Dorothy Jean <I>Williams</I> Johnson

Dorothy Jean Williams Johnson

Lynch, Harlan County, Kentucky, USA
Death 19 Jul 2001 (aged 76)
Baytown, Harris County, Texas, USA
Burial Webster, Harris County, Texas, USA
Memorial ID 24680130 · View Source
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Dorothy Jean Williams, father unknown, and mother Louise Williams (Rakestraw).
She was a widow, in 1956, she was only 31, and she and her children lived across the street from us at 1706 Cheston Drive, Jacinto City, Harris County, Texas.
My family, the Jean & Leroy Frederick family lived across the street at 1709 Cheston Drive, Harris, Texas. We lived there up until I was 15, in 1968, when my parents divorced. They both remarried, and mother moved to Wood Shadows in Houston, Harris, Texas while Daddy married and moved us to Dayton, Liberty, Texas.
Dorothy had five children.
One son, Lewis Gene Marshall, father: Richard Lewis Marshall.
Married: Edward Leroy Johnson, Sr.
Edward "Eddie" Leroy Johnson Jr, Linda Gayle Johnson (Ward), Gary Ellis Johnson, Sr, and Etta Louise Johnson (Wilson).
Her daughter Etta and I were best friends = BFF. Dorothy's husband, Edward Leroy Johnson Sr., died when Etta was seven weeks of age, in 1956, so I never knew him.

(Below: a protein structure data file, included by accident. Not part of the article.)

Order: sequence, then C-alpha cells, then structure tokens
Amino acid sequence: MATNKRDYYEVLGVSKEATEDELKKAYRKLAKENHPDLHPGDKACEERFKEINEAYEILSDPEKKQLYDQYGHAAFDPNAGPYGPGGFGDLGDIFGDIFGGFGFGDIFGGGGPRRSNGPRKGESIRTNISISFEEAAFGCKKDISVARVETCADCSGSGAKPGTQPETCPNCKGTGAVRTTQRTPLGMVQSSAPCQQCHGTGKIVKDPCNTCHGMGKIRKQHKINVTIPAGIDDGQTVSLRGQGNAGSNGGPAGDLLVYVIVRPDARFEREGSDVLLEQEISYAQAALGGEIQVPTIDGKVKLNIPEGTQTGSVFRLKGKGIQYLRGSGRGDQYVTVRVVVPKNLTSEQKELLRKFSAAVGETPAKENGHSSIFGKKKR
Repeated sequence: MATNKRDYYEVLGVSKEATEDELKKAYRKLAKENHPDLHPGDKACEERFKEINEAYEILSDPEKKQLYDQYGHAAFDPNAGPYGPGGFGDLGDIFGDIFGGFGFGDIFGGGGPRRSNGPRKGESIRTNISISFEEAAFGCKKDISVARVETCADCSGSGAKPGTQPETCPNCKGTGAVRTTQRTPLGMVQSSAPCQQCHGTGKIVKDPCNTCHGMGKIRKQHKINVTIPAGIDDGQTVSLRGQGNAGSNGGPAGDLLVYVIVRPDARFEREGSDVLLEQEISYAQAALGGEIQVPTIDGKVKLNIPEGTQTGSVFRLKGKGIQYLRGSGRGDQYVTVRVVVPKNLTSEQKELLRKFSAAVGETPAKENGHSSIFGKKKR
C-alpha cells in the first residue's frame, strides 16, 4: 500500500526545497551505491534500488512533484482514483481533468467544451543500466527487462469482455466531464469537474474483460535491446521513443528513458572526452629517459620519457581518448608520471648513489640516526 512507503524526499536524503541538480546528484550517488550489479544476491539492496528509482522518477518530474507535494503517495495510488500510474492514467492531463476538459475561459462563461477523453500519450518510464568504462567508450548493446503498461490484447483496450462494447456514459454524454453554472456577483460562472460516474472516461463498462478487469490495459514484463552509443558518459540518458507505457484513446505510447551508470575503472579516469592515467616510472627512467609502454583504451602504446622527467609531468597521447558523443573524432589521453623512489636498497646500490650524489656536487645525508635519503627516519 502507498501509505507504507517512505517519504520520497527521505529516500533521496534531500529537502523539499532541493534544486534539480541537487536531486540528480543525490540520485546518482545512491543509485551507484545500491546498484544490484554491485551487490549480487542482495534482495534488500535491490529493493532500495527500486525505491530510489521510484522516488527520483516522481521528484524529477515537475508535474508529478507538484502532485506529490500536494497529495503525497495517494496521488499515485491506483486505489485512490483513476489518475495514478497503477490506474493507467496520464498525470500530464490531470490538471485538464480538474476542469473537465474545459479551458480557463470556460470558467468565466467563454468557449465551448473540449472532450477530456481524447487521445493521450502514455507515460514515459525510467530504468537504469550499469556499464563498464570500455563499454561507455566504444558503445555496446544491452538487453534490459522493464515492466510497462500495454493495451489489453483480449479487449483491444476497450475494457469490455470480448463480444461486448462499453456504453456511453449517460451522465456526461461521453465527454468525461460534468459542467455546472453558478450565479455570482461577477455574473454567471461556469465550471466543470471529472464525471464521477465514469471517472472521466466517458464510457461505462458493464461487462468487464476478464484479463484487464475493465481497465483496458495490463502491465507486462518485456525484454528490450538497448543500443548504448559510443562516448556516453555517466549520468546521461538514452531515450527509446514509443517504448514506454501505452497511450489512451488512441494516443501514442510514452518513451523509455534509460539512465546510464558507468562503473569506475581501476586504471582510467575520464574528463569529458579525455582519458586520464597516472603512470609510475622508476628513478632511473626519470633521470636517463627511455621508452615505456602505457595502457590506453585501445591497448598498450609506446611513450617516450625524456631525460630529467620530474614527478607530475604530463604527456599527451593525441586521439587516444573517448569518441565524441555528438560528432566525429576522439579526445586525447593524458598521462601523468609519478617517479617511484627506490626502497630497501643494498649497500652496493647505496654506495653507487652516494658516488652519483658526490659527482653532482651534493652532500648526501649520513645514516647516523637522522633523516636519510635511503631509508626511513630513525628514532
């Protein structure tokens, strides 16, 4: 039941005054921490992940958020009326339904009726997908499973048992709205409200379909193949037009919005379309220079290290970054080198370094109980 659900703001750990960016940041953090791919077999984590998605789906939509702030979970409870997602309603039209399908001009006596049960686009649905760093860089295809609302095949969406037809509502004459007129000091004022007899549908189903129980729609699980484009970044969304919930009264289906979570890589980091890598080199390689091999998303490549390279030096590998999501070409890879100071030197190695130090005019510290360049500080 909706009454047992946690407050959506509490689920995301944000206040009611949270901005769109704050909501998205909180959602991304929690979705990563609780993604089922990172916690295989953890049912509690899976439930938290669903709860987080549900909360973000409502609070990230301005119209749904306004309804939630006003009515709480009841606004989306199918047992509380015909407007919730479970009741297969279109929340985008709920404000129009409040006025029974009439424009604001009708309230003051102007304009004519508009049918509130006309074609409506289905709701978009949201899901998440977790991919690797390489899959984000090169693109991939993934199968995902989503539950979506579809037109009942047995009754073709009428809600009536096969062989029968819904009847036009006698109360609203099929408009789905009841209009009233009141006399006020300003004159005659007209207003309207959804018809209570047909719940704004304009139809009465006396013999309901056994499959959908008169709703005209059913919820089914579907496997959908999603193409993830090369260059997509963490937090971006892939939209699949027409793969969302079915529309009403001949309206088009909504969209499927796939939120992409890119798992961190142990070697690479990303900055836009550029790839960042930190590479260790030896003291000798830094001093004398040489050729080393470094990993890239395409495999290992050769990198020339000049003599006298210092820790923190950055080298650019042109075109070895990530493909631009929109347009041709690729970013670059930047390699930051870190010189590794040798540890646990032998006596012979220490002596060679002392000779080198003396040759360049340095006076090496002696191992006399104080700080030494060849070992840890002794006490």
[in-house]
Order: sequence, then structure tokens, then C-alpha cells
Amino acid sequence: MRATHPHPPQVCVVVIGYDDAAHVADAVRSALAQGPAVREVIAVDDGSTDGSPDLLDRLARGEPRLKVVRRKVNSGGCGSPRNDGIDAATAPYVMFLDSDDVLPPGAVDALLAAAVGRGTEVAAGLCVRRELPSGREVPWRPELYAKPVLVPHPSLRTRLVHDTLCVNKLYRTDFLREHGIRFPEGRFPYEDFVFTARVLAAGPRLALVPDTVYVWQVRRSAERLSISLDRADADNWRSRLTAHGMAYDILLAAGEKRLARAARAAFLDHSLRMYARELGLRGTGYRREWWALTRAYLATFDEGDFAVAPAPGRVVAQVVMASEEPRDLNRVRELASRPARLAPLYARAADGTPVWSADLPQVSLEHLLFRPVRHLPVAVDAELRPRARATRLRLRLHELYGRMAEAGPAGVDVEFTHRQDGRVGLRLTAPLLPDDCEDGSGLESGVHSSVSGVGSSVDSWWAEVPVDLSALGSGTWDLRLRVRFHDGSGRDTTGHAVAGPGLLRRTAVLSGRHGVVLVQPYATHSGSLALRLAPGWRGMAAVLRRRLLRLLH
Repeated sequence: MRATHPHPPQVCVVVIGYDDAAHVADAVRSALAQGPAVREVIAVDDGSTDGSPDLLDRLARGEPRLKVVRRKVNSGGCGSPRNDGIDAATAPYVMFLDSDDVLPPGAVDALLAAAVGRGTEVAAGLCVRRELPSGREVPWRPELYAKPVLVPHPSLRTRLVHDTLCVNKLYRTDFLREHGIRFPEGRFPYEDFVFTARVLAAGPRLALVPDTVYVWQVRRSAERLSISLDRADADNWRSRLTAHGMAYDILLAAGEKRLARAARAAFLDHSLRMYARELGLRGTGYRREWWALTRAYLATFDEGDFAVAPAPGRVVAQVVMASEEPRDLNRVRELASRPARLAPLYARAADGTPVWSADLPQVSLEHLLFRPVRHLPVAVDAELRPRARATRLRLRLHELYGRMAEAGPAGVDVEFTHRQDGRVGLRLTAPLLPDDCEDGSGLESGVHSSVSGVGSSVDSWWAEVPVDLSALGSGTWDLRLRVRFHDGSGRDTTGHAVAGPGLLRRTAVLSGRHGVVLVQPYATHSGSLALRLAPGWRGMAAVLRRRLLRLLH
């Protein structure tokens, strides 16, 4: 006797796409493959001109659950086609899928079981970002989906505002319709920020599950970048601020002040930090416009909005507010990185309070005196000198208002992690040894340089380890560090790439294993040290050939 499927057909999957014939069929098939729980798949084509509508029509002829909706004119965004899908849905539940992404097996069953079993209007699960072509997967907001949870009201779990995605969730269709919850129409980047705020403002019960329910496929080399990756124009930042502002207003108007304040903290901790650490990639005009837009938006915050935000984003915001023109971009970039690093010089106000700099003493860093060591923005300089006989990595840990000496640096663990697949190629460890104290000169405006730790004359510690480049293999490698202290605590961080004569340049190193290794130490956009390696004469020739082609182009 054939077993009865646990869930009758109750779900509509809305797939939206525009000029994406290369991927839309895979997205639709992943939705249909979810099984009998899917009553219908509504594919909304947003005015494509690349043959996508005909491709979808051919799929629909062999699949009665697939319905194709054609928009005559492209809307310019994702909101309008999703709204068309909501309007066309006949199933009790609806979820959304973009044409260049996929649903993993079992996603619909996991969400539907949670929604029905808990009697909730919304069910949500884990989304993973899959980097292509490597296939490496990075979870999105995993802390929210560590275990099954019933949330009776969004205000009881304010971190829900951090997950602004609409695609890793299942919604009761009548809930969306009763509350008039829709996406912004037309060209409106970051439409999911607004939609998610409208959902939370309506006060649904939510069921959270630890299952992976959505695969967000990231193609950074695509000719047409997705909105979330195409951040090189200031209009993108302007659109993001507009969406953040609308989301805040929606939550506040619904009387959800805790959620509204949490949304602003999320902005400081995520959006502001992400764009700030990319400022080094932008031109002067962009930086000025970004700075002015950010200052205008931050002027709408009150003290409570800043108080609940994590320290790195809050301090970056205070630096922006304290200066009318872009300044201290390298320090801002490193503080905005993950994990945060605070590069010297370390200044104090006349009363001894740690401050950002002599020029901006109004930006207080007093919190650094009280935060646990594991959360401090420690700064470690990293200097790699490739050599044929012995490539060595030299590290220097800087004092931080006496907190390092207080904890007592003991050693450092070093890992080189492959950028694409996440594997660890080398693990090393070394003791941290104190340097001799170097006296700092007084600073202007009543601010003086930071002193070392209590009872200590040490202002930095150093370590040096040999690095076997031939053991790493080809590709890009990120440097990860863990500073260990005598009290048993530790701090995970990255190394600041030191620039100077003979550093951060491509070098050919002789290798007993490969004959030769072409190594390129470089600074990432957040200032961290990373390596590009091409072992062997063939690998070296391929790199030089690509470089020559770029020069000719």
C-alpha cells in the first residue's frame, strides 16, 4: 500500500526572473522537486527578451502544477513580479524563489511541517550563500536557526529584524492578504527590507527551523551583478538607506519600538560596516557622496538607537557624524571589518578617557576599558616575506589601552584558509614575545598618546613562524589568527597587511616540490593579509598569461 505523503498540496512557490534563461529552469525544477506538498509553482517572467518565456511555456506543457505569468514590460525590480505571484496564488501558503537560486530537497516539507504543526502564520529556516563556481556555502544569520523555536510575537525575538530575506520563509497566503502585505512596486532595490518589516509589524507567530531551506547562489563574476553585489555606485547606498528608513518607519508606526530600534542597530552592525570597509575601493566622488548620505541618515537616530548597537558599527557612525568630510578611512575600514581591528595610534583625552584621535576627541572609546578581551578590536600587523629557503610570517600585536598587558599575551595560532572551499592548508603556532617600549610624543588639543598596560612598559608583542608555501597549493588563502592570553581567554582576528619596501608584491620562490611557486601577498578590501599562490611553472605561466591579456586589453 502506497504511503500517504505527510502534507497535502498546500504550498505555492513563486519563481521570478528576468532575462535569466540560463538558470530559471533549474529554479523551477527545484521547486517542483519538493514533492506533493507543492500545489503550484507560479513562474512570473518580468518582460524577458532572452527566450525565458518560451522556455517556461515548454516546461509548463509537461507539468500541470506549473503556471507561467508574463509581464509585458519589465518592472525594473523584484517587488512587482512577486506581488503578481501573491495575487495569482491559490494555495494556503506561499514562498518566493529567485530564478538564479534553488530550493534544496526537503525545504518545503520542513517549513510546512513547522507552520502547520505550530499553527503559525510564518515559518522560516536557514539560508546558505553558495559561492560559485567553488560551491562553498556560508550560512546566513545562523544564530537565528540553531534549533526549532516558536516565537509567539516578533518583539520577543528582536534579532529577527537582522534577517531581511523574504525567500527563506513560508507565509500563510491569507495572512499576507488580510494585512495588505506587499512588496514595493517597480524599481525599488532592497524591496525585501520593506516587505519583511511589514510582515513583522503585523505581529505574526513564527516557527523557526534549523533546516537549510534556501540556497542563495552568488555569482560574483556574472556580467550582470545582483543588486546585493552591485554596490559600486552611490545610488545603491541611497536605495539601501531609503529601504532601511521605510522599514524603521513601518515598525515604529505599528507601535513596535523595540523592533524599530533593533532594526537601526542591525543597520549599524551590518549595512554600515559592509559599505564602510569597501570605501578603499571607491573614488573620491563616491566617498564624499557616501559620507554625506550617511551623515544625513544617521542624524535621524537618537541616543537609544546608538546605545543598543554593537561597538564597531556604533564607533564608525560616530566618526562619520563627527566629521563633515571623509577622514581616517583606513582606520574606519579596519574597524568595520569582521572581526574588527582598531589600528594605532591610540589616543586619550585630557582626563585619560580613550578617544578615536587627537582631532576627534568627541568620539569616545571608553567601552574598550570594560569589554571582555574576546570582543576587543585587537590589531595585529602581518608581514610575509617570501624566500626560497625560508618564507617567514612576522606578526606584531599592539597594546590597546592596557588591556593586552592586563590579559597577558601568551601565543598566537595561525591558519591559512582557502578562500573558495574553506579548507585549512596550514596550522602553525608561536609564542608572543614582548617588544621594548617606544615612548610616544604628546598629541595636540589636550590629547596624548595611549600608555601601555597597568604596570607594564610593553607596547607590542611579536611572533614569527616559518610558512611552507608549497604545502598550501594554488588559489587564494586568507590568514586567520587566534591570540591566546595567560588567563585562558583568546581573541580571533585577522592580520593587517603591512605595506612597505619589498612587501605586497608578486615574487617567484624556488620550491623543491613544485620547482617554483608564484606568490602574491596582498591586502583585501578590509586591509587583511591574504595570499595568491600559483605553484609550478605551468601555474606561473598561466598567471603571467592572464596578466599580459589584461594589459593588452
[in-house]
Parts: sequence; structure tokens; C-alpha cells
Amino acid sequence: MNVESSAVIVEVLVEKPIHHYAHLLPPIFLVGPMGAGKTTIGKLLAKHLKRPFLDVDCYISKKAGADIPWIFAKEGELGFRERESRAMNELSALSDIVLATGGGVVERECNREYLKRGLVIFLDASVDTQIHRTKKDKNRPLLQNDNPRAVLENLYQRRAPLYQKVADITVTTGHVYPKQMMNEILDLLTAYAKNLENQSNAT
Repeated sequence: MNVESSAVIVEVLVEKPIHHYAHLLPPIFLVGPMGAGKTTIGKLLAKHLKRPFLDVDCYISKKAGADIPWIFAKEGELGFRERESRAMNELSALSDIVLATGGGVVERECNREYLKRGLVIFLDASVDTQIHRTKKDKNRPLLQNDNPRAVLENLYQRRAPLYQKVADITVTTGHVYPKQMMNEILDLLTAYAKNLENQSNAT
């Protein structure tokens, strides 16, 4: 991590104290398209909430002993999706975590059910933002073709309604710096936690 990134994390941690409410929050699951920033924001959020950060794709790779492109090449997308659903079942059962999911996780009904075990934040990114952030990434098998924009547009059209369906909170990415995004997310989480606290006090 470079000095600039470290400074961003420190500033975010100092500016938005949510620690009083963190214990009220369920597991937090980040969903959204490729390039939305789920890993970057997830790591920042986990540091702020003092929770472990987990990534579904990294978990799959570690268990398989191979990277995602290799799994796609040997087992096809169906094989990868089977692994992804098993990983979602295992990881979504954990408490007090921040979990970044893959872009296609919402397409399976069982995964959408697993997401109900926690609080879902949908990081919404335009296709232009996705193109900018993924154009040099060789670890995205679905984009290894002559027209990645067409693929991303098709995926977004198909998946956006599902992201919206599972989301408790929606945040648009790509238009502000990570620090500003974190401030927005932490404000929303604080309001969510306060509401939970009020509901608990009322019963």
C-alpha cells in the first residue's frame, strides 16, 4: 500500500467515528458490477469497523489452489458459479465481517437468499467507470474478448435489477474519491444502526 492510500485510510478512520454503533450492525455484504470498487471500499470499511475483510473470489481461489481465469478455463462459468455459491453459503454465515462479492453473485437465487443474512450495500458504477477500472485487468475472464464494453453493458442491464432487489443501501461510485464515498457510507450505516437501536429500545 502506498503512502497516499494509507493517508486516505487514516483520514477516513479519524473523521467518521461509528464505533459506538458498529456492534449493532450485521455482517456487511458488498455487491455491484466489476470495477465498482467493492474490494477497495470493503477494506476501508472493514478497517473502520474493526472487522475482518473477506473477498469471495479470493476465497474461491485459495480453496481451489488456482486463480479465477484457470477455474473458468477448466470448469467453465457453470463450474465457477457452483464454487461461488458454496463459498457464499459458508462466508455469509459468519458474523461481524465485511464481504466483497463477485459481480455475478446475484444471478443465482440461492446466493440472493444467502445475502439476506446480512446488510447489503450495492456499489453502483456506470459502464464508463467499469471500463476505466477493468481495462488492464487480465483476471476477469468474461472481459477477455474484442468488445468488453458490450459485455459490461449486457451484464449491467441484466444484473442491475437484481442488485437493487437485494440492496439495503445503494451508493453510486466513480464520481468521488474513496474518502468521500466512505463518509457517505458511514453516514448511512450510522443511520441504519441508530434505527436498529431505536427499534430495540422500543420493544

Dorothy was loved by all. She worked hard and supported her family of five on her own. Dorothy was good to all the kids on Cheston Drive, in Jacinto City, Harris, Texas. She was more like family than just a neighbor.
We called her "Aunt" Dorothy, even though we were not related by blood. Her door was always open to us kids. She didn't lock her door. I miss all the good times we spent together playing cards and visiting, and all the slumber parties with Etta. I loved Aunt Dorothy just like my own Mother. Dorothy loved to listen to Marty Robbins and Ray Price. She worked at Dewey's Food Store on Market Street for years.
I really miss our long talks, domino & card games, and all the good snacks Dorothy had for me when I came to visit, which was a lot! I loved it over there, Dorothy treated us kids like we were special. I never wanted to go home. I love you, Dorothy and miss you so much. You are gone but not forgotten. Love, the skinny, scrawny insecure little girl, that you made feel special and loved unconditionally, Sally Ann Frederick.

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